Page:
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In a call for action, Heather Powell of Blick Rothenberg has urged the government to introduce tax incentives for buy-to-let landlords dedicated to enhancing the energy efficiency of their rental properties. As the Spring Budget draws near, Chancellor Jeremy Hunt is encouraged to consider measures that would allow buy-to-let landlords to benefit from income tax or corporate tax relief on such improvements.

According to Powell, who serves as the Head of Property and a Partner at the tax and advisory firm, this move is crucial for motivating landlords to upgrade their properties, especially in light of the government’s future imposition of higher energy efficiency standards from April 2025. Powell emphasised, “Whilst the Government has been encouraging buy-to-let landlords to improve the energy efficiency of their properties, it’s about turn on the imposition of higher standards from April 2025 has stopped all requirements for landlords to undertake these works, which are essential if the UK is going to reach Carbon Zero by 2050.”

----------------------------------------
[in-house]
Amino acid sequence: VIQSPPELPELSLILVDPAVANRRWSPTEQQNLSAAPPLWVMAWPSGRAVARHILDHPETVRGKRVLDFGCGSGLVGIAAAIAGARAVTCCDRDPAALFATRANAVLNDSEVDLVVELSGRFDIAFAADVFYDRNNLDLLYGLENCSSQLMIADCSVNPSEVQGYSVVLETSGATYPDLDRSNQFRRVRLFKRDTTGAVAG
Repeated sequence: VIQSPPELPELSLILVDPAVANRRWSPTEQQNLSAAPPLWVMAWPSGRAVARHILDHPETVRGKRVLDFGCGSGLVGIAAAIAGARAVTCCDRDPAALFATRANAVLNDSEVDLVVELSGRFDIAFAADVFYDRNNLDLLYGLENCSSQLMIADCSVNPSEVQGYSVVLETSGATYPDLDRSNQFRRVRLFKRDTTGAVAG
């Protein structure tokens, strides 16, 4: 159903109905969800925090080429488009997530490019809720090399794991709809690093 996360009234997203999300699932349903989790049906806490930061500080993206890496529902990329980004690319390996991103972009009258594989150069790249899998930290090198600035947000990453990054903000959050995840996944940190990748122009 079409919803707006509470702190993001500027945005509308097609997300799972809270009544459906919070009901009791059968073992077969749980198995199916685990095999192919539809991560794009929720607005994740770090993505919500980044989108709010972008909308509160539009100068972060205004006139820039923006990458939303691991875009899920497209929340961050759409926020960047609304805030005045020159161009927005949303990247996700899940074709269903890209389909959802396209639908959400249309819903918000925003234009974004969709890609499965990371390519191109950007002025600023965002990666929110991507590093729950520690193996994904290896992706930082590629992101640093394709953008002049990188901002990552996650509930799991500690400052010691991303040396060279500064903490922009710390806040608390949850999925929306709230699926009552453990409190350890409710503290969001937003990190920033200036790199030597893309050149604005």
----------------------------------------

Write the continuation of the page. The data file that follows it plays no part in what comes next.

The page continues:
The proposal aims to alleviate the growing concern over rising energy costs, which have significantly impacted renters across the UK. Recent research conducted by NatWest and S&P Global indicates that a majority of renters are bracing for increased monthly expenses and are advocating for buy-to-let landlords to implement energy-saving modifications to their properties. Such changes are seen as vital for controlling escalating energy bills and improving the overall insulation and energy efficiency of rental accommodations, which typically lag behind owner-occupied homes in these aspects.

Lloyd Cochrane, Head of Mortgages at NatWest, pointed out that cost and disruption are significant obstacles for homeowners and landlords alike in making sustainable upgrades to their properties. He noted the increasing demand from renters for landlords to focus on the energy efficiency of their rental units.

As the Chancellor prepares to present the Spring Budget on March 6, the spotlight is on potential policy changes that could support the UK’s ambitious Carbon Zero targets by 2050, while also addressing the immediate cost-of-living challenges faced by renters. Powell’s recommendations highlight a path forward that could benefit both landlords and tenants by making energy-efficient housing more accessible and affordable.


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